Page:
SpaceX is expanding its satellite-internet business.
SpaceX already beams broadband service to customers around the world via its huge and ever-growing Starlink constellation. Over the weekend, Elon Musk's company revealed that Starlink now has a partner project called Starshield, which is tailored for use by government agencies, particularly those in the national security sector.
"Starshield leverages SpaceX's Starlink technology and launch capability to support national security efforts," SpaceX's newly posted Starshield page reads.
"While Starlink is designed for consumer and commercial use, Starshield is designed for government use, with an initial focus on three areas," the page adds. Those areas are Earth observation, communications and hosted payloads (the ability to put a wide variety of instruments on the Starshield satellite bus).
Related: SpaceX's Starlink megaconstellation launches in photos
Starshield will offer a higher level of security than Starlink, featuring "additional high-assurance cryptographic capability to host classified payloads and process data securely, meeting the most demanding government requirements," according to SpaceX's Starshield page.
Starshield spacecraft will also be interoperable with other satellites that are equipped with the laser-communications terminal that Starlink craft use, the page adds.
That's pretty much all we know about Starshield; the page doesn't provide many other details about the new project.
We know much more, of course, about Starlink. The megaconstellation consists of more than 3,200 active satellites and will grow considerably larger in the months and years to come.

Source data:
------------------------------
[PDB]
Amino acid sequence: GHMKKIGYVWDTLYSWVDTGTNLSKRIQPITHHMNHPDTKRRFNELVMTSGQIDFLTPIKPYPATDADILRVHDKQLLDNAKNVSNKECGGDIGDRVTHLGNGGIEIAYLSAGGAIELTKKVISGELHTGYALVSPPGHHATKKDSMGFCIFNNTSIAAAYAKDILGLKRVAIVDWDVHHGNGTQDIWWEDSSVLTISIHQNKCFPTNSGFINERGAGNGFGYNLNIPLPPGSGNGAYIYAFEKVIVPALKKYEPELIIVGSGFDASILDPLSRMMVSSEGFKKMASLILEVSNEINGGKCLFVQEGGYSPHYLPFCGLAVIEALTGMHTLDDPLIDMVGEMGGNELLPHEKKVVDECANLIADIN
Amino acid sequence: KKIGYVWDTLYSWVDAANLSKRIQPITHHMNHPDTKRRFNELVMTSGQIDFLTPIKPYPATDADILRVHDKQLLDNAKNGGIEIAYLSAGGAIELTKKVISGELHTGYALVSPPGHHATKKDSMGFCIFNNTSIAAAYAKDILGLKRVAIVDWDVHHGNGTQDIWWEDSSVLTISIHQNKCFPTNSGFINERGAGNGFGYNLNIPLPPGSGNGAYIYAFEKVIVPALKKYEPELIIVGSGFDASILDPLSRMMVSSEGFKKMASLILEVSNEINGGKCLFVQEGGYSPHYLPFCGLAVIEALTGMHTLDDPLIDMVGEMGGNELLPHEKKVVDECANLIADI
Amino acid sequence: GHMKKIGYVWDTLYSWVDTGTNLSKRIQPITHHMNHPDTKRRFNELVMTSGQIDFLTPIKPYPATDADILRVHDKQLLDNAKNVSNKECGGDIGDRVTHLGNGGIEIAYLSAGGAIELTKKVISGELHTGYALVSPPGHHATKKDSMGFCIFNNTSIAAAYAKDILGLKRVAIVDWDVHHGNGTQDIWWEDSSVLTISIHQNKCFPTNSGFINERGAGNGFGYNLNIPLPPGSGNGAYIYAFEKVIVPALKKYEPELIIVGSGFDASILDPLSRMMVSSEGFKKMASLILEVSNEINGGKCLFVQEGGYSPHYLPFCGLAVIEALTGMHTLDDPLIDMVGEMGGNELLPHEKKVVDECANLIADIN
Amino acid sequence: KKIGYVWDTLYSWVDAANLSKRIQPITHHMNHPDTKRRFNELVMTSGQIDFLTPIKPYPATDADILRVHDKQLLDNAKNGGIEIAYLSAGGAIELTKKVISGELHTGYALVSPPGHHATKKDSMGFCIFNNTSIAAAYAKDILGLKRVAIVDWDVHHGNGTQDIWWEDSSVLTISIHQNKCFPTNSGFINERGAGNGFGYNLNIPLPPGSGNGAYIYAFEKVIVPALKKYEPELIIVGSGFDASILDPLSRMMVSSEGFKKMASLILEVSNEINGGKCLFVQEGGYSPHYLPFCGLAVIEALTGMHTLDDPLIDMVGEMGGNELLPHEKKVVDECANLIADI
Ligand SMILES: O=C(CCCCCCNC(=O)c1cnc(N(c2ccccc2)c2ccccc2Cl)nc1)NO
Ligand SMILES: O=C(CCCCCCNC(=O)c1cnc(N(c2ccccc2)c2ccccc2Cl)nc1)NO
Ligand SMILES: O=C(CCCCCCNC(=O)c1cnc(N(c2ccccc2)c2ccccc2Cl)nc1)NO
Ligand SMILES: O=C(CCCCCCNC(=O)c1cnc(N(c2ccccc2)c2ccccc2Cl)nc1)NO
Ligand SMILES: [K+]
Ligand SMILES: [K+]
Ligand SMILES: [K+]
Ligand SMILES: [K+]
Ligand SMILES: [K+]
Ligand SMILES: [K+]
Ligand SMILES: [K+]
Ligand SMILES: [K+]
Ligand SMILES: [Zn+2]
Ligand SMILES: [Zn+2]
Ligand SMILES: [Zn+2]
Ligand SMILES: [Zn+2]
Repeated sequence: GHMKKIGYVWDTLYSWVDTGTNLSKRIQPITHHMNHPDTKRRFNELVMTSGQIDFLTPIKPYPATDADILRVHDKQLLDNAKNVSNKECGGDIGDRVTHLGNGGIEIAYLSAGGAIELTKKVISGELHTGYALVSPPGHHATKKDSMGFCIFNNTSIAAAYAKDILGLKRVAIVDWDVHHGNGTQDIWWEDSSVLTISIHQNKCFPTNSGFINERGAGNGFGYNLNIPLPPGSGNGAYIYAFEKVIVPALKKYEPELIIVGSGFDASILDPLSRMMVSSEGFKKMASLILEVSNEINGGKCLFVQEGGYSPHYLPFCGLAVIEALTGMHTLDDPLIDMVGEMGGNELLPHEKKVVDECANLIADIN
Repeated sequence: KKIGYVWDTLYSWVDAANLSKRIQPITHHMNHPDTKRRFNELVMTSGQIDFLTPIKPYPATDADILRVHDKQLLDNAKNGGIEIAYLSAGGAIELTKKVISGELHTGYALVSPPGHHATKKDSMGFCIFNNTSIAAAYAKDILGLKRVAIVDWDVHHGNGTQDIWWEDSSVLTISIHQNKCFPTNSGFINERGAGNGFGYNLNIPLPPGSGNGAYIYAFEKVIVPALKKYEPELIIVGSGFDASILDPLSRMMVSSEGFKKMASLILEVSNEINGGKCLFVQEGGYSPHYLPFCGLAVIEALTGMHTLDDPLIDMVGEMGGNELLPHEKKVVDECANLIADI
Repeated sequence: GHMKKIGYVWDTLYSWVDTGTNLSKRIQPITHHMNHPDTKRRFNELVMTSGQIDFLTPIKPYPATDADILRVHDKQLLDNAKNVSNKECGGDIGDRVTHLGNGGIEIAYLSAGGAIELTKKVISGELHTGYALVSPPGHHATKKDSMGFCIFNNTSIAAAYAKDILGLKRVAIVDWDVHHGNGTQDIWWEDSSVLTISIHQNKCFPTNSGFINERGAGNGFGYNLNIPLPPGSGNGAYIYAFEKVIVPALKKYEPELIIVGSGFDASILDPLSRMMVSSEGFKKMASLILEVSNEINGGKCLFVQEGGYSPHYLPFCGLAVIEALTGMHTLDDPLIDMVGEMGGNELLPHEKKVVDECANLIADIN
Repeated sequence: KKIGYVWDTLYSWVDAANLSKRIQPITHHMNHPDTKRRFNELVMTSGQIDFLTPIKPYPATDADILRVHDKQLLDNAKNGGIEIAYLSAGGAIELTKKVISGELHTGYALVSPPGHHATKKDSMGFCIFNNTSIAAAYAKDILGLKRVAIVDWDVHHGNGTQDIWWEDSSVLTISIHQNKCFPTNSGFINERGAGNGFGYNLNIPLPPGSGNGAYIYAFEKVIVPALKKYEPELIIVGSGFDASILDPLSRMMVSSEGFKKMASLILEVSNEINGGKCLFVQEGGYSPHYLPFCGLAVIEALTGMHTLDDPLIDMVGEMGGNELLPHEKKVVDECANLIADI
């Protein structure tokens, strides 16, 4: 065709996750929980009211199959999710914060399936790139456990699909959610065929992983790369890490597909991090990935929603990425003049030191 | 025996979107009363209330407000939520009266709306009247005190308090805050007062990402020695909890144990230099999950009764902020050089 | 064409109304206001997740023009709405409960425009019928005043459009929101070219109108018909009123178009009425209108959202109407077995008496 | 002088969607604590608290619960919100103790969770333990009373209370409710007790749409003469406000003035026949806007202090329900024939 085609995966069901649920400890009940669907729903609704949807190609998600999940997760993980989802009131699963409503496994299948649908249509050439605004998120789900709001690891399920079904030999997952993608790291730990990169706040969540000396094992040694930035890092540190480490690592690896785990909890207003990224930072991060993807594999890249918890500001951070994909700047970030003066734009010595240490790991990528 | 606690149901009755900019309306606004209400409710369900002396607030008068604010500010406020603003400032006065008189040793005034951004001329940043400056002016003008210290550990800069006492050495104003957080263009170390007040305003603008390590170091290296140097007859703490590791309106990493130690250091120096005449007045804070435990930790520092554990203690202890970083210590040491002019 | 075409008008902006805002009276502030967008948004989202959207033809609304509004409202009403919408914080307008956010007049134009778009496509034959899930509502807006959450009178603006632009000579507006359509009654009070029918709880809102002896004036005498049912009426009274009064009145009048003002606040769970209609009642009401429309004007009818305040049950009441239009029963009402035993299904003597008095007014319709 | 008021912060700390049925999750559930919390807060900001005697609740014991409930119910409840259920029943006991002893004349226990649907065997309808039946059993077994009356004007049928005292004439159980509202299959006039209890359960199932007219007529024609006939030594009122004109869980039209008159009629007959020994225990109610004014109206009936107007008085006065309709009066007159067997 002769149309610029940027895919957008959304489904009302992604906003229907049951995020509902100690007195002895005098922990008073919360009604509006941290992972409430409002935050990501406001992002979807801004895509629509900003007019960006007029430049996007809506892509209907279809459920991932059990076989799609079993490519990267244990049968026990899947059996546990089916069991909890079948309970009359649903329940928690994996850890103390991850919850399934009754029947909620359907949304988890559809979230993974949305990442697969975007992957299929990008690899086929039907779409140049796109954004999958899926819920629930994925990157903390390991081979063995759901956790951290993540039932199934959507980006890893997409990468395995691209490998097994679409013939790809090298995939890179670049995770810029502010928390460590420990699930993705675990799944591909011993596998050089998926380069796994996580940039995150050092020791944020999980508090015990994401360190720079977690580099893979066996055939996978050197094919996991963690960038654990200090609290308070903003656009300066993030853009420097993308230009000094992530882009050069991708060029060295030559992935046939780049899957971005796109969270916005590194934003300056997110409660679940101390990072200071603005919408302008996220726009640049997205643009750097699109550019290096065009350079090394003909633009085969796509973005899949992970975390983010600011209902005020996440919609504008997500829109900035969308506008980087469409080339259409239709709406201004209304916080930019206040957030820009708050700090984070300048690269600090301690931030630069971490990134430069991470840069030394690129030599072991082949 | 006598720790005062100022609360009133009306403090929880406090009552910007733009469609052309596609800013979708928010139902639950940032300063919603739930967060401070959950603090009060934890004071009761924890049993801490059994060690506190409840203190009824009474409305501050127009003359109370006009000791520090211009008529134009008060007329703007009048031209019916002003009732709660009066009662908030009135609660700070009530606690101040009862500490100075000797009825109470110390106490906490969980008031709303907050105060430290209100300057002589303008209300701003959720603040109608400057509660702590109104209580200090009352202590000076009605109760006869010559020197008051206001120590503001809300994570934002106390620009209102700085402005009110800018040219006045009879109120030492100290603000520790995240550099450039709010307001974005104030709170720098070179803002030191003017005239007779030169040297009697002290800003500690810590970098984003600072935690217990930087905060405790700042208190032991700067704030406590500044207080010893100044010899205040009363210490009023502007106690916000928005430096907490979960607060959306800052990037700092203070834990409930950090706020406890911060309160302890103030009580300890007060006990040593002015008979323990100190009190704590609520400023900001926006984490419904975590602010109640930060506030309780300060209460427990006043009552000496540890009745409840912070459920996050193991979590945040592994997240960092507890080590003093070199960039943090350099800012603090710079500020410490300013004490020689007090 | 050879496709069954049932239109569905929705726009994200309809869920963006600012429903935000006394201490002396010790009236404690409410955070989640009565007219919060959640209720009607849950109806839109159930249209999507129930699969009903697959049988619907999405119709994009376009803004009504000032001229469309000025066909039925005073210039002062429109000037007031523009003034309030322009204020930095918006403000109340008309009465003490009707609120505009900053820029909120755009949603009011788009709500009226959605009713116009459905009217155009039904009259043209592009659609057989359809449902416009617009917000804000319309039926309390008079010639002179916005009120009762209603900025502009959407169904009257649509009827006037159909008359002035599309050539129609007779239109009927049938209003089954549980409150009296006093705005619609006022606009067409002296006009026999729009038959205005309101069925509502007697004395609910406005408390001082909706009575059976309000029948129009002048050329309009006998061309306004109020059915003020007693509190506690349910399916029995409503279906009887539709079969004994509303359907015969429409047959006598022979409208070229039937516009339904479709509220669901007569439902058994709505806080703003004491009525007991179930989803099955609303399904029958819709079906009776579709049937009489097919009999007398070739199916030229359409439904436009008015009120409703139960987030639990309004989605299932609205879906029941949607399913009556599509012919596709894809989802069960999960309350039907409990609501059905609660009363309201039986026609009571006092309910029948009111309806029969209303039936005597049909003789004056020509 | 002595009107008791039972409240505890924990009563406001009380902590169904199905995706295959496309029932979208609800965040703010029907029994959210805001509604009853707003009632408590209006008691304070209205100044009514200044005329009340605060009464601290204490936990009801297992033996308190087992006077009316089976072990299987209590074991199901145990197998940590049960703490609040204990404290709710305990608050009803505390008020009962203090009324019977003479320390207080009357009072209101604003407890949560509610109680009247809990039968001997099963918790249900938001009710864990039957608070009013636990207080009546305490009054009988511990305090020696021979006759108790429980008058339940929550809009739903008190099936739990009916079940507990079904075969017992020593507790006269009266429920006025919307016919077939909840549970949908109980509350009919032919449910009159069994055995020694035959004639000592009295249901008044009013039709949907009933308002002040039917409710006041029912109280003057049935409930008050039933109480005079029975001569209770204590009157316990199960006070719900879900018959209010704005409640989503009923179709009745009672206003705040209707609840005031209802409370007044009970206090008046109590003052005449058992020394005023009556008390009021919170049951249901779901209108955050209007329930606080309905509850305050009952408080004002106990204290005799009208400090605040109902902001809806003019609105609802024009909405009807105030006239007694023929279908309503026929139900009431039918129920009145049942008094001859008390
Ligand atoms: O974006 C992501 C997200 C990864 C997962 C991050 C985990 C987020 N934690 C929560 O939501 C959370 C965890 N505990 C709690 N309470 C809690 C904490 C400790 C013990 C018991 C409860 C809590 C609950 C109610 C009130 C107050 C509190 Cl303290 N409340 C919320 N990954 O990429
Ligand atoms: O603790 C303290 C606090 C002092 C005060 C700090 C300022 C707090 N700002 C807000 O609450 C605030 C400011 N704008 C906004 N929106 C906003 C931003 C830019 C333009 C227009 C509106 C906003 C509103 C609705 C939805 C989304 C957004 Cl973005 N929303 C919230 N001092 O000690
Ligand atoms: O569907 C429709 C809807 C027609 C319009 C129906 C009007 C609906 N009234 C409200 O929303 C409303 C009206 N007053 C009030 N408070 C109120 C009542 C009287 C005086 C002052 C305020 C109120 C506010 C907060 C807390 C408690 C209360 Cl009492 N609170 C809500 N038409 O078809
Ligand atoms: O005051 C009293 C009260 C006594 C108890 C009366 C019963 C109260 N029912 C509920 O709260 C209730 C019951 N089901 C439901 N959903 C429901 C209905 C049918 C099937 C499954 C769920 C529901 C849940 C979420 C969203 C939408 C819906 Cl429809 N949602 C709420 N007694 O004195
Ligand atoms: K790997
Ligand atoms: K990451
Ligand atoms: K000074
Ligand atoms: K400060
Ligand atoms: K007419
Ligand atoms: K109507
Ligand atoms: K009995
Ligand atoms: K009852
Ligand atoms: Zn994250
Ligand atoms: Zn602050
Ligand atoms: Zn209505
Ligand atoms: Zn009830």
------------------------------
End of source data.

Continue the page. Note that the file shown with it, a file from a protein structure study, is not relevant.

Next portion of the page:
SpaceX already has permission from the U.S. Federal Communications Commission (FCC) to deploy 12,000 first-generation Starlink craft, the type that's now operating in low Earth orbit.
The company has applied for approval to loft nearly 30,000 Starlink 2.0 satellites on top of that. These new spacecraft, which SpaceX plans to launch primarily using its next-generation Starship rocket, will be much bigger and more powerful than their predecessors. For instance, Starlink 2.0 satellites will be capable of beaming service directly to cellphones, something that SpaceX plans to start doing next year.
Last week, the FCC granted SpaceX permission to deploy just 7,500 Starlink 2.0 craft, citing concerns about space debris and space traffic. The agency is reserving judgment on the rest of the application.
Mike Wall is the author of "Out There" (Grand Central Publishing, 2018; illustrated by Karl Tate), a book about the search for alien life. Follow him on Twitter @michaeldwall. Follow us on Twitter @Spacedotcom or on Facebook.